The need for clarity is driving current EU and pending U.S. FDA regulations for more detailed and prominent label nutrition information. Clarity will help ensure that food is safe and make recalls – when they happen – faster and more effective. But perhaps even more important, more detailed and readable labels will help consumers make more informed decisions about products they buy and use. And this is just part of a bigger story about the consumer/brand relationship.
Consumers today are putting unprecedented pressure on brands and manufacturers through their ability to collect, compare and demand information, especially about the foods they eat. Brands and manufacturers must embrace this to sustain their own businesses. Smart companies are already reconsidering their own labeling philosophies and communications habits to better address consumer desire for honest and clear nutrition information – in advance of the pending government regulations.
Even before the current focus on label information, certain food categories had cultivated information-based relationships with their customers that show the inherent power of clarity.
Coffee is a perfect example. It’s not just the vast choices available to-go or for home brewing. Thanks to extensive information at coffee shops, on packages and online, we can develop and cultivate our own tastes. We can scrutinize caffeine content or country of origin, whether the bean is organically grown or ethically sourced. Starbucks has built its reputation on making the consumer a partner in this information. It does an excellent job of delivering the same “information experience” in every shopper context – and it now has more than 37 million “likes” on Facebook.
You could call this the “gourmet-ification” of food and beverages – in which categories that had a strong commodity component become more nuanced, differentiated and profitable. We’ve seen similar trends in beer, juice, water and yogurt. But it goes further than the taste and cachet. Consumers are now deeply informed on health. For example, gluten-free was a concern of a relatively small group of people ten years ago. Today, information on the subject is abundant, and the U.S. market for gluten-free food was estimated as high as $10.5 billion in 2013, reaching $15.6 billion in 2016.
In the same vein, marketers can expect consumers to grow more aware that “Made With Whole Grains” is not the same as “100% Whole Wheat.” And you can expect more shoppers to buy not just on the basis of what isn’t in a product (looking for “0%” on the nutrition label), but of what IS in the product. In this regard, a number of recent brands of natural juices and granola bars are simply stating their ingredients – often a list of a few whole foods we all recognize – in plain view and in stark contrast to processed brands.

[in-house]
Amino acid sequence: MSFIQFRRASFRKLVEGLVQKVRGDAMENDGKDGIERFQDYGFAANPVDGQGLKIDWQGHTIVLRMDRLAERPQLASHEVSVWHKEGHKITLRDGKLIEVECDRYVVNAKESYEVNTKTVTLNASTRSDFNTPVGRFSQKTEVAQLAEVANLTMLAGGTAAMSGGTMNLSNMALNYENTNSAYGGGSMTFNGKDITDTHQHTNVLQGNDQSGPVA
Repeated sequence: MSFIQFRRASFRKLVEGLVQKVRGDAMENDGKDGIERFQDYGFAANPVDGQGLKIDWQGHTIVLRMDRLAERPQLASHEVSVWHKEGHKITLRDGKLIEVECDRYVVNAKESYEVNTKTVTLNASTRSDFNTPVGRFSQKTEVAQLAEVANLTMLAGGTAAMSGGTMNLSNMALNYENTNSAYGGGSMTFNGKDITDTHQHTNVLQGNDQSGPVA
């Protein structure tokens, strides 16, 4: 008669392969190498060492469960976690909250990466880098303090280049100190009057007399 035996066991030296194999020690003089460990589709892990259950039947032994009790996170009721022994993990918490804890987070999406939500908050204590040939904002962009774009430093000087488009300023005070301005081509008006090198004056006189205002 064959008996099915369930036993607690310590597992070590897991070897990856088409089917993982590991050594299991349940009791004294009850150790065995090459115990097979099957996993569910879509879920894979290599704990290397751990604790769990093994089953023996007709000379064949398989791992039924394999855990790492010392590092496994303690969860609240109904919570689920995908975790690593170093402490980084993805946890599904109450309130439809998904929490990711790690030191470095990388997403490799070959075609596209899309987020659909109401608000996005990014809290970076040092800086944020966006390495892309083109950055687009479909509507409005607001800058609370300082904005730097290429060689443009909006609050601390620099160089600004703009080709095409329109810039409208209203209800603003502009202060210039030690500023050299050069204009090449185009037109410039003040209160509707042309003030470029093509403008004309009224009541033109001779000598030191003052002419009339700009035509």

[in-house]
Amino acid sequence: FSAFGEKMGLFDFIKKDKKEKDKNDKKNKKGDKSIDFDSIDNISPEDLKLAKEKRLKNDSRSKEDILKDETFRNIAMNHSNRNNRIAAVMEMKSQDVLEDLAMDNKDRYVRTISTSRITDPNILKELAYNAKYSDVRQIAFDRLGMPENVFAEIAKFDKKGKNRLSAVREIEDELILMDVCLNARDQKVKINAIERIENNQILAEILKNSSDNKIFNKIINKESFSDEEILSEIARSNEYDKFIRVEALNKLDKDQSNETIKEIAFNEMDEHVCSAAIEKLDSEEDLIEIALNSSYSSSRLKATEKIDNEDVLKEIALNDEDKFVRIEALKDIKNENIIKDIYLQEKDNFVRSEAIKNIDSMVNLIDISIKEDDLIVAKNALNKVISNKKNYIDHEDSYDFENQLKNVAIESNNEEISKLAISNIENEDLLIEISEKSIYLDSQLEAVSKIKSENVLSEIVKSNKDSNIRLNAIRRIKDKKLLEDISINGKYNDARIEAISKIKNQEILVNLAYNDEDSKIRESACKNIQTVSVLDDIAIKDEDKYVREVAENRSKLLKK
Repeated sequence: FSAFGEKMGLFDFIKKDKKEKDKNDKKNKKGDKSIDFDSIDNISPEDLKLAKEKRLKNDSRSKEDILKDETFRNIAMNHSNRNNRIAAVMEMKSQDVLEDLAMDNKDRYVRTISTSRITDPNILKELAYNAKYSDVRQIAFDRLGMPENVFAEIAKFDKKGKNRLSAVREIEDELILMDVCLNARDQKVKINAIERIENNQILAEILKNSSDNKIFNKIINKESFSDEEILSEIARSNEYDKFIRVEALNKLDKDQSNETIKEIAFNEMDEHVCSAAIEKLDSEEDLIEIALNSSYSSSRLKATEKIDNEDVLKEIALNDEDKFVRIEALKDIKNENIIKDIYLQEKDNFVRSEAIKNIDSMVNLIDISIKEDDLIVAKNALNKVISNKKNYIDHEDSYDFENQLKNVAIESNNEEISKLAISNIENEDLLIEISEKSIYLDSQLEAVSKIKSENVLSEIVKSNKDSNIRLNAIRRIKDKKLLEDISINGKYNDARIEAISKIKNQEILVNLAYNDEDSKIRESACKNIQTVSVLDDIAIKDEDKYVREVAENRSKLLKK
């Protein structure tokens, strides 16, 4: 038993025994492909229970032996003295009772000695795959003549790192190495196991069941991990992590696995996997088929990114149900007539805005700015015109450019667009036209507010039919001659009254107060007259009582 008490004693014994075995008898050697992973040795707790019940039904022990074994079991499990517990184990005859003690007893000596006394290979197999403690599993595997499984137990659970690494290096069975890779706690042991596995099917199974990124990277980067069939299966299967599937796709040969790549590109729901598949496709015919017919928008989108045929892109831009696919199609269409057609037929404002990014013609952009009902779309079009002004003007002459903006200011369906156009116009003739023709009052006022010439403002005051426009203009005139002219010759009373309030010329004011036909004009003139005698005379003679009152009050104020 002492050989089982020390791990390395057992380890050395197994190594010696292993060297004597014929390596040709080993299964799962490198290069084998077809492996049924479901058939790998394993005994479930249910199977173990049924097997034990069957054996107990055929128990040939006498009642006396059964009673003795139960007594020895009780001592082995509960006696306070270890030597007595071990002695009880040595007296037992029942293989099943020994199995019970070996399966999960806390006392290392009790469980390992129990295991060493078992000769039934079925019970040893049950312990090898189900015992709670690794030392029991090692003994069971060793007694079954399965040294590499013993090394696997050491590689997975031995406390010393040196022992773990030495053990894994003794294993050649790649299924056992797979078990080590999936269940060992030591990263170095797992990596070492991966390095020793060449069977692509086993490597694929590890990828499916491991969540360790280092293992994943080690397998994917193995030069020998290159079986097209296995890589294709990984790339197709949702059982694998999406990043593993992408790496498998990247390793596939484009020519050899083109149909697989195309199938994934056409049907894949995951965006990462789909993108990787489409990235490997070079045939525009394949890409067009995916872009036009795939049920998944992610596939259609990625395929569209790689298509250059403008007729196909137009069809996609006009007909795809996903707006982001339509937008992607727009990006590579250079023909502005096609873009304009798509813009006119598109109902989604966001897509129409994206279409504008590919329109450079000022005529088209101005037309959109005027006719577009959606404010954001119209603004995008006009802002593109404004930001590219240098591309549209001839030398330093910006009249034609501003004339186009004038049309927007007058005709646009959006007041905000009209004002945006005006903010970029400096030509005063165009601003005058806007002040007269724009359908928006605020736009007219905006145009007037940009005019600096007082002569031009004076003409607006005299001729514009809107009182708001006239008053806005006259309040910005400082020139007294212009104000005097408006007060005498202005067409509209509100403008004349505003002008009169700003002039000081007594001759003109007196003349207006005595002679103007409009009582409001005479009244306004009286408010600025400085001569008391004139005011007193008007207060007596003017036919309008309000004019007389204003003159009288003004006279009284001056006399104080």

The lesson is that successful brands are “out in front of” evolving government regulations, not looking for ways to skirt or challenge them. Early in 2014, a U.S. Supreme Court ruling in a case involving a major global beverage manufacturer made it clear: Even though a product meets FDA regulations for categorization, it can still be held as misleading consumers.
And the court of consumer opinion can dish out even harsher sentences because they involve earning back trust. So the implication is clear: Government regulations are, in some ways, the low bar – not the high bar – for accuracy and legality.
But by the same token, regulations don’t represent or create a demand where it doesn’t exist. It’s possible to be out in front of regulations, but also too far out in front of consumer interest and demand.
For example, in the 1990s, numerous state governments set emission standards in a way that would encourage electric cars. But it wasn’t until Toyota made the Prius, fifteen years later, that a critical mass of consumers meshed with a product they could really embrace.
Prius has had commercial success not because the government said it would, but because Toyota built something that catered effectively to a need. And Tesla is perhaps an even more relevant example today. It’s the fastest growing car company in the world.
The examples we’ve offered all point to some important truths: The public and their governments are paying more attention to labels, and governments are becoming more regulatory where consumer products are concerned. But wise brands don’t mistake regulations for marketing plans or messaging strategies. Instead, regulations are merely a springboard toward clarity, transparency and a more profitable relationship for both the consumer and the brand.